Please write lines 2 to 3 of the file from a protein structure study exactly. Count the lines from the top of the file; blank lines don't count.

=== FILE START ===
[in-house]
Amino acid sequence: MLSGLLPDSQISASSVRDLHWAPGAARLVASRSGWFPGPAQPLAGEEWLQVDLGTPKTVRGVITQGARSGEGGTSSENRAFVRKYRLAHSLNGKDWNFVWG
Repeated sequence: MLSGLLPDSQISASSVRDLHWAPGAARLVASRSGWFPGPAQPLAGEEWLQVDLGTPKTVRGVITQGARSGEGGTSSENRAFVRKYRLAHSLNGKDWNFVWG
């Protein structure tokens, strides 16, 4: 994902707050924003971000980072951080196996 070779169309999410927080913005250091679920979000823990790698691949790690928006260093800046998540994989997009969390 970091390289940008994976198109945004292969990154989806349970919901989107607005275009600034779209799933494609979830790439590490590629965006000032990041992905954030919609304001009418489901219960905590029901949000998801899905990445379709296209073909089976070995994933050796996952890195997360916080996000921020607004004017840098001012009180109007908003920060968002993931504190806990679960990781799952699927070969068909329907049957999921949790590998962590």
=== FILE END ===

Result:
Amino acid sequence: MLSGLLPDSQISASSVRDLHWAPGAARLVASRSGWFPGPAQPLAGEEWLQVDLGTPKTVRGVITQGARSGEGGTSSENRAFVRKYRLAHSLNGKDWNFVWG
Repeated sequence: MLSGLLPDSQISASSVRDLHWAPGAARLVASRSGWFPGPAQPLAGEEWLQVDLGTPKTVRGVITQGARSGEGGTSSENRAFVRKYRLAHSLNGKDWNFVWG